The Fed's decision to start tapering at the December meeting was a good outcome for American Capital Agency (NASDAQ:AGNC). While many investors believe that higher interest rates are negative for AGNC, I believe this outlook is short sighted. It is a mutual consensus among almost all of Wall Street the Fed will stop tapering (or drastically reduce buying bonds) at some point in the future. Whether that point is six months or four years from now, it appears no one is sure. At that point, interest rates will almost undoubtedly be higher than they are today. Higher interest rates (once stabilized) will actually benefit AGNC. The higher interest spreads between the long-term interest rates and the short-term interest rates will be able to generate more money. Below is AGNC's goal:
The principal objective of AGNC is to preserve our net asset value (also referred to as 'net book value,' 'NAV' and 'stockholders' equity') while generating attractive risk-adjusted returns for distribution to our stockholders through regular quarterly dividends from the combination of our net interest income and net realized gains and losses on our investments and hedging activities.
Even though the fourth-quarter dividend has been cut again, management is still following their mission statement of trying to preserve the book value while still paying a dividend of more than 10%.
AGNC's stock price is unquestionably tied to its dividend and its book value. Based on the current dividend of $0.65, I believe the stock has room to go lower. The table below shows the lows (and subsequently the highest yields) of the last five quarters. The average yield has been 19.02%, which would be $13.67 per share. I don't see the stock price getting that far below book value, though. Based on this history, I could conservatively see AGNC going down to $16.77, which would be a 15.5% yield.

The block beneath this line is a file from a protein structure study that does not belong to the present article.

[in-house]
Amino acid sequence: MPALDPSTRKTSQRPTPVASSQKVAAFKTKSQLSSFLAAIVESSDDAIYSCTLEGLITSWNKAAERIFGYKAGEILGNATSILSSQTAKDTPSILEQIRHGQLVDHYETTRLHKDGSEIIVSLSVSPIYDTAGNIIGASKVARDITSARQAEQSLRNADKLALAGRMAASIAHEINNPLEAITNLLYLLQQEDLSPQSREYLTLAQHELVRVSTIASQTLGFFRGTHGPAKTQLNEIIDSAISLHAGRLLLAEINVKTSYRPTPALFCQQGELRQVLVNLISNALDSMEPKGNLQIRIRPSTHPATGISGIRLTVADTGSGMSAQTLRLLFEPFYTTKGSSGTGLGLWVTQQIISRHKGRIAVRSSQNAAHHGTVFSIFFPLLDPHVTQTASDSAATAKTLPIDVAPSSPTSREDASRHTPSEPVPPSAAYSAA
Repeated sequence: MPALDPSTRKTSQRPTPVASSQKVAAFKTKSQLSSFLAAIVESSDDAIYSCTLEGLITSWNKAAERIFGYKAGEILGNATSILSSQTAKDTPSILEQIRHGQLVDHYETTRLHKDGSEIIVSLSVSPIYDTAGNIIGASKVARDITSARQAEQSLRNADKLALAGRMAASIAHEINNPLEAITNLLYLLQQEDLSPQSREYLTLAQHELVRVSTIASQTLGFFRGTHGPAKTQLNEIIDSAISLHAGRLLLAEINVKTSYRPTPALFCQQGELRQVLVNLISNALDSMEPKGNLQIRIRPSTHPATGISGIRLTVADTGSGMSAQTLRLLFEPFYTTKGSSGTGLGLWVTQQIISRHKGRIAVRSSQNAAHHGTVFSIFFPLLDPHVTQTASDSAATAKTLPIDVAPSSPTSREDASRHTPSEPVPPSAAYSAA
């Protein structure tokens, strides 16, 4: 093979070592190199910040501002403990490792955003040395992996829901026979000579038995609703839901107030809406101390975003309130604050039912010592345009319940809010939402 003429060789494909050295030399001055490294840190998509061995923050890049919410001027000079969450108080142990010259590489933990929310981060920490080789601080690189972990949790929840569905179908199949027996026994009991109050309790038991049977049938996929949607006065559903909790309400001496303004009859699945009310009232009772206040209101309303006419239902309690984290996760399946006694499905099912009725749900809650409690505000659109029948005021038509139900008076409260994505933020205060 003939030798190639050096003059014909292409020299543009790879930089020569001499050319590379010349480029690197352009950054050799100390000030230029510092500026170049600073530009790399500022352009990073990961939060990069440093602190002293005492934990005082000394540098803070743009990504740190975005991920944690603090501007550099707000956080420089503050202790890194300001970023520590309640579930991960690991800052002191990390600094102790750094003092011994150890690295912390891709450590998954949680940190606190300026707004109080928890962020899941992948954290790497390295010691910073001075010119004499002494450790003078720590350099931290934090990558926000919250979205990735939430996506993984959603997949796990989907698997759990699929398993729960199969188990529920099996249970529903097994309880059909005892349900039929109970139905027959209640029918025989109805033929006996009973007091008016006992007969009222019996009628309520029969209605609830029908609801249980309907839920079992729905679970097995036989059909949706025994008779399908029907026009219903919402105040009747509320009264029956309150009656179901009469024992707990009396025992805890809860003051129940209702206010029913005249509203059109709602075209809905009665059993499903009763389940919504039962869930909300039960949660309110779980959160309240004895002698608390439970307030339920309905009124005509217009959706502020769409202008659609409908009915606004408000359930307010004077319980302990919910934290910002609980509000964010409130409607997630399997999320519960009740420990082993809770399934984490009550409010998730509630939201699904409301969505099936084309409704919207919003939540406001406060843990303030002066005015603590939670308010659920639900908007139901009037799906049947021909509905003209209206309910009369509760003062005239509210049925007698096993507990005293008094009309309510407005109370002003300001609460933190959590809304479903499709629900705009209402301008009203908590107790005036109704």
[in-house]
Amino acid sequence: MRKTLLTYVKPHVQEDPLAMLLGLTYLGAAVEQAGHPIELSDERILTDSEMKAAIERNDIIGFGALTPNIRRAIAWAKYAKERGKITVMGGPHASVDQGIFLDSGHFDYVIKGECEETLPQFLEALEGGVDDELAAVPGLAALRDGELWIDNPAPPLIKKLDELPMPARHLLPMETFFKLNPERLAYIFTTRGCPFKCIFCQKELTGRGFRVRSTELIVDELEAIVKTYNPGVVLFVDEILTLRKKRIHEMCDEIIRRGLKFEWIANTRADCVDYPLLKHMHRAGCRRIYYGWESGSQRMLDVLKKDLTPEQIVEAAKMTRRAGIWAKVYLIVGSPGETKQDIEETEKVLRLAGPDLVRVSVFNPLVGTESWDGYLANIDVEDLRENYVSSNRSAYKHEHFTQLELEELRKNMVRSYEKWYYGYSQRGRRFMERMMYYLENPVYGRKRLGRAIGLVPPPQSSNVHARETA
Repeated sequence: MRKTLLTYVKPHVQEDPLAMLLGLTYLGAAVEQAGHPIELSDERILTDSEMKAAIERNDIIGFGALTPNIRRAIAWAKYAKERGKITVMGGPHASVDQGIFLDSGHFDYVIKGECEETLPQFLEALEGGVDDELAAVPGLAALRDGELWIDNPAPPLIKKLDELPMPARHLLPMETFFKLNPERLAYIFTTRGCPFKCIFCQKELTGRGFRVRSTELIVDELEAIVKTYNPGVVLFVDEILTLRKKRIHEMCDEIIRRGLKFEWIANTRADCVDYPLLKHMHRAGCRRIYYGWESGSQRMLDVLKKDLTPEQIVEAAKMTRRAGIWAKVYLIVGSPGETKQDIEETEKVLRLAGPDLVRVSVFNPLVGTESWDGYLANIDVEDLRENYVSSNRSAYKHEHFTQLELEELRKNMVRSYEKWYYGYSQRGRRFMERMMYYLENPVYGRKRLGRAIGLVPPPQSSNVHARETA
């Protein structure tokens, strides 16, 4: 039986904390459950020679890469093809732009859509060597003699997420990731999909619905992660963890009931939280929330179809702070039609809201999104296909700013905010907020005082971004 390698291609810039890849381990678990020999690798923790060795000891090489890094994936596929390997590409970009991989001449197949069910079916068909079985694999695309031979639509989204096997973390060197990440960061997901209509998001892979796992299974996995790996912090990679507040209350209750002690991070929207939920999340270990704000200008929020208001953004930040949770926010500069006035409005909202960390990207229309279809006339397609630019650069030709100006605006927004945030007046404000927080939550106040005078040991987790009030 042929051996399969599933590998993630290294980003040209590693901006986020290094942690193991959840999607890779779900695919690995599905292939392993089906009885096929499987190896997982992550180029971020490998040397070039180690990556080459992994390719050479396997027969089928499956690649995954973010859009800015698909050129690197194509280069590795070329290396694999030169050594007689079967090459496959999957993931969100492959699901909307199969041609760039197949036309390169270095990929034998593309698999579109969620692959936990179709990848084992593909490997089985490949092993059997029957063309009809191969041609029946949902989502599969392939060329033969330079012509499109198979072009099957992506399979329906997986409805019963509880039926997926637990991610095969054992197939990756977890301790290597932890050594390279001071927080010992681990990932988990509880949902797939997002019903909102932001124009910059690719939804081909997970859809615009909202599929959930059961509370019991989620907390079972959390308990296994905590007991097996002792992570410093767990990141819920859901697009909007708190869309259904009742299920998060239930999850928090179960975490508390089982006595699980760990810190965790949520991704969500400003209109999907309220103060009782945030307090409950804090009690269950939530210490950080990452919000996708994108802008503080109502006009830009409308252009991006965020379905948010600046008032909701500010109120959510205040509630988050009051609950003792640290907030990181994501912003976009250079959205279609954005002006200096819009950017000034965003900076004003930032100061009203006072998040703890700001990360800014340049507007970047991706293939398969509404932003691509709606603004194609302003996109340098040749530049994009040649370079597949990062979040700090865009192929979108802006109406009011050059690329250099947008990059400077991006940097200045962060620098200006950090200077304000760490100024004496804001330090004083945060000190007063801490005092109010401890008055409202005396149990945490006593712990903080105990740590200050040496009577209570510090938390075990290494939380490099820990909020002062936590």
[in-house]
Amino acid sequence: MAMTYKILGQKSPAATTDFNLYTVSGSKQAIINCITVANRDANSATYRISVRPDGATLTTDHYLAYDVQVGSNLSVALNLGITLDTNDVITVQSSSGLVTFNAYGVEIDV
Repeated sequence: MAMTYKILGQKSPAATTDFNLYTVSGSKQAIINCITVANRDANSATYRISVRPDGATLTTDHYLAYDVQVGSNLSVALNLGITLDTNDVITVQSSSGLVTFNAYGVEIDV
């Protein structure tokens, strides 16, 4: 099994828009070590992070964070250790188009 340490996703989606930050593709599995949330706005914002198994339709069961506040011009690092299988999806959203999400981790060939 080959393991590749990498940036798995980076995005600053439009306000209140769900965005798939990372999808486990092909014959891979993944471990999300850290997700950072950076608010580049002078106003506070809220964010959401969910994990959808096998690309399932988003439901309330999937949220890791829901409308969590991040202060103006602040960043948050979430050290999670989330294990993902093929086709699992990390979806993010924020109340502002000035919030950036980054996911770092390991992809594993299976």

Even though the current quarter's dividend was only $0.65, the total gain could be closer to $0.98 per share. This is assuming management was able to weather the fourth quarter without a loss to their book value. At the end of September, the book value was $10,180,200,000 ($25.27 per share on 402.85 million shares). During the quarter, management spent $587,690,000 on buybacks ($20.84 per share on 20.8 million shares). This leaves 374.66 million shares left at a total book value of $9,592,510,000, which is $25.60 per share of book value. This is $0.33 more than the end of the third quarter. By buying back shares at a significant discount to book value management was able to increase the remaining book value per share.
Another reason I am confident in American Capital Agency's ability to make money in the future is because management is confident. The following is a quote from the Q3 2013 Shareholder Presentation:
While the short term outlook is difficult to predict, we do believe that asset positioning for the intermediate to longer term (2 -5 years) is more straightforward.
Gary Kain and other insiders have also made the biggest endorsement of the company they could; they risked their own money. Since Oct. 31, 2013, insiders have purchased 33,500 shares.
On the surface an 18.75% cut to the dividend would not seem like a good quarter, and by all accounts it probably wasn't. And while I think the stock will continue to fall (as far as $16.77) in the near term, I believe soon could be a good time to start accumulating more shares. By repurchasing 20.8 million shares in the quarter, AGNC is still following their core mission of trying to preserve book value while paying out a respectable dividend (more than 10%). My estimation is that by buying back stock under book value, the valuation of the remaining stock increased by $0.33. This, added to the dividend of $0.65, would give a total gain of $0.98 for the quarter. A gain of $0.98 per quarter at the current price of $19.12 would be an annualized gain of 20.50%, which is not nearly as bad a quarter as an 18.75% dividend cut sounds.
Disclosure: I am long AGNC. I wrote this article myself, and it expresses my own opinions. I am not receiving compensation for it (other than from Seeking Alpha). I have no business relationship with any company whose stock is mentioned in this article.